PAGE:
# finding value of x for an equation

if we have an equation of form $y=x^{nx+1}$ and if we are given the values of $y$ and $n$ then how can one find $x$? I have reduced the equation to $\log(y)/\log(x)=nx+1$ but can't proceed further. Is there some kind of standard equation? Thanks

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There is no solution in terms of the standard functions of calculus (powers, roots, logs, exponentials, trig functions, inverse trig functions). There are numerical methods for getting good approximate answers (the best ones rely on Calculus). It may be possible to express solutions in terms of the Lambert-W function, which you might want to look up.

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thanks Gerry, i tried to find approximate value by differentiating both sides with respect to x . On taking double differentiation to find the value of X , I get X=2/n but i don't think its correct . – pranay Jun 16 '12 at 14:12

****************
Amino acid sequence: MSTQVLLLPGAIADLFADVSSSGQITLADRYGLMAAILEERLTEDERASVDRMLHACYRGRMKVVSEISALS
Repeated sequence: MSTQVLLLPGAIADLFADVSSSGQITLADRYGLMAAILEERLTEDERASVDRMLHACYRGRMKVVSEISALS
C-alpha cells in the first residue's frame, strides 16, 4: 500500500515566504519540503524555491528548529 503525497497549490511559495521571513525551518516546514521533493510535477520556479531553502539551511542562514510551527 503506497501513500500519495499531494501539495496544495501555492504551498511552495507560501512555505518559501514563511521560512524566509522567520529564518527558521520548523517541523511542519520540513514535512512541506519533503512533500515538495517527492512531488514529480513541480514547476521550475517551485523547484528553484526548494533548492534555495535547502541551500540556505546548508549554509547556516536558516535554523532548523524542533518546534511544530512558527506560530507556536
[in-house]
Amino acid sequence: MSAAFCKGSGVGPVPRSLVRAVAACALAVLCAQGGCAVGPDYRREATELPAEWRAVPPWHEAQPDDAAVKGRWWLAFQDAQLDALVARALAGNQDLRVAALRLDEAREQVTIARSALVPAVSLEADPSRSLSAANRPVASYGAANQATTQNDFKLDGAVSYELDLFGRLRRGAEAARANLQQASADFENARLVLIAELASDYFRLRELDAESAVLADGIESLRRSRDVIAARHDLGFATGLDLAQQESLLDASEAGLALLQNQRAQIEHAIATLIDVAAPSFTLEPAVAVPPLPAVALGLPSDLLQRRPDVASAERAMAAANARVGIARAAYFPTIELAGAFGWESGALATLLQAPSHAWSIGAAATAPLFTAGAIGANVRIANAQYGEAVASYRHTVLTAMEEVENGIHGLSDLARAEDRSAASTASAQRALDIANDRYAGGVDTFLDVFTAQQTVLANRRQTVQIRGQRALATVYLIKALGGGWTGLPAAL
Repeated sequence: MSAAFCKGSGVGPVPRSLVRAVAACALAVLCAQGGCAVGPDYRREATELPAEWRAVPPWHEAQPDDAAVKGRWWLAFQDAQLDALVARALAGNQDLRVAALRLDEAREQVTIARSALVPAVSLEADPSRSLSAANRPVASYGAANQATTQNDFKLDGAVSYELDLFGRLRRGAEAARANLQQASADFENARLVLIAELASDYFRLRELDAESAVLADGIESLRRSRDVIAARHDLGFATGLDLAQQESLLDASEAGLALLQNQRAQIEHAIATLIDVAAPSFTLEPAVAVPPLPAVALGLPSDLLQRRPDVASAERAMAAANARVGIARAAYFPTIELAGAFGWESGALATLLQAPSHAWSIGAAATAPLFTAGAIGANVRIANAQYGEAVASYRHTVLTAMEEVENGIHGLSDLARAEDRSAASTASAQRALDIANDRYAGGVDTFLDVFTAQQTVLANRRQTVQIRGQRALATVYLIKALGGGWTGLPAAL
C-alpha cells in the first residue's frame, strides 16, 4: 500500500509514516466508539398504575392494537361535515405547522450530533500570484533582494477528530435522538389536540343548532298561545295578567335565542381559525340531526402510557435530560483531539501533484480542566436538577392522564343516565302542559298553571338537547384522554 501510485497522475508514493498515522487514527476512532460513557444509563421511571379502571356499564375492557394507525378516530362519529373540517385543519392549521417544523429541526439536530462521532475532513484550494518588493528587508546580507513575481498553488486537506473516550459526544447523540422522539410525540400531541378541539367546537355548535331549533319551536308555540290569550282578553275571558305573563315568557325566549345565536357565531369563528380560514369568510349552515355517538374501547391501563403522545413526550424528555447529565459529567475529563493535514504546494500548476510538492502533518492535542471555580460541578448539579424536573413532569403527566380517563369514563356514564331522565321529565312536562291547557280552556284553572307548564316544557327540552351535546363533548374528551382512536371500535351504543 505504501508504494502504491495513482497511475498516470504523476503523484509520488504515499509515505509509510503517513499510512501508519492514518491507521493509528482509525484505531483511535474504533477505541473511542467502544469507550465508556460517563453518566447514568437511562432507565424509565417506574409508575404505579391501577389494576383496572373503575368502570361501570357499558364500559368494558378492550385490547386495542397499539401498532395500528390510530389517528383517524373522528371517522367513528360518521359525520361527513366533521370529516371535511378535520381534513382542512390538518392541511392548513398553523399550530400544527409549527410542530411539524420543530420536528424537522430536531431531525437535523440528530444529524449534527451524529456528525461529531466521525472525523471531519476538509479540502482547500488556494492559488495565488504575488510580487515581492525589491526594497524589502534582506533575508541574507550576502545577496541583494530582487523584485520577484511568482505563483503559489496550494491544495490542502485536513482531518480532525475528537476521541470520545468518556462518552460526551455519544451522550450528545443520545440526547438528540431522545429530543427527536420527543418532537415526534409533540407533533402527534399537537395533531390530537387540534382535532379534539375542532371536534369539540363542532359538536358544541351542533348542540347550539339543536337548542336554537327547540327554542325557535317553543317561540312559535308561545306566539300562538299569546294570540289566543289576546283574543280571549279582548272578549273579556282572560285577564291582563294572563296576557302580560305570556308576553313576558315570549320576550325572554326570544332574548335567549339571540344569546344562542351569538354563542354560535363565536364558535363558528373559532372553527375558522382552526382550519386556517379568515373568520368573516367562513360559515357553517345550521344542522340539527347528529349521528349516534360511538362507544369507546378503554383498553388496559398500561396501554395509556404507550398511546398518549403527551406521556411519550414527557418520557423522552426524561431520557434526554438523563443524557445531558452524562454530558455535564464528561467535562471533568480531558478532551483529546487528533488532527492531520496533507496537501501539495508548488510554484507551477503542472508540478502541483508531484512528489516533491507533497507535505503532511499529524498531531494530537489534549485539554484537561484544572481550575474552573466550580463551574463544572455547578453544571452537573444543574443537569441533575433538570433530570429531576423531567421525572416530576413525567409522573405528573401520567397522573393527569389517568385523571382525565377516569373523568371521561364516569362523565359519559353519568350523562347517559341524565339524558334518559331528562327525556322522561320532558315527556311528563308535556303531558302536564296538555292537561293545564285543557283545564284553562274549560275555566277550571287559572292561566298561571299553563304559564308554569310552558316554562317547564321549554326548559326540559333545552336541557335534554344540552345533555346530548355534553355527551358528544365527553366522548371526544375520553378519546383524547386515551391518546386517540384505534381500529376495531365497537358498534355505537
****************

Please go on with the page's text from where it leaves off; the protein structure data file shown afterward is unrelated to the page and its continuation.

If you know about differentiation then you should look up "Newton's Method." $x=2/n$ can't possibly be correct, even as an approximate answer; for one thing, it doesn't involve $y$. – Gerry Myerson Jun 16 '12 at 22:15

A quick search on Google reveals the page http://mathforum.org/library/drmath/view/70483.html, where Doctor Vogler points out that the function $f(X) = x^x$ is not injective, since $$(\frac{1}{2})^{(1/2)} = (\frac{1}{4})^{(1/4)}.$$ However, he points out that it is possible to restrict the domain of the function so that it is injective. Nevertheless, I'm inclined to think that due to this observation, no notation may have been invented specifically for the inverse of this function, unlike other functions such as $f(x) = e^x$ which have inverses like $f^{-1}(x)=ln(x)$.

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thanks Andrew for the information – pranay Jun 16 '12 at 14:15

To solve an equation like this you need the generalized Lambert's function.

First of all apply natural log on both sides:

$(nx+1)\ln x=\ln y$

Now rewrite $x$ as:

$(ne^{\ln x}+1)\ln x=\ln y$

So we can rewrite the equation in the form:

$e^{\ln x}\ln x+\frac 1n \ln x=\frac 1n \ln y$

Then apply the generalized Lambert function (you can read about that here http://arxiv.org/pdf/1408.3999v1.pdf):

$\ln x=W_{\frac 1n}(\frac 1n \ln y)$

$$x=e^{W_{\frac 1n}(\frac 1n \ln y)}$$

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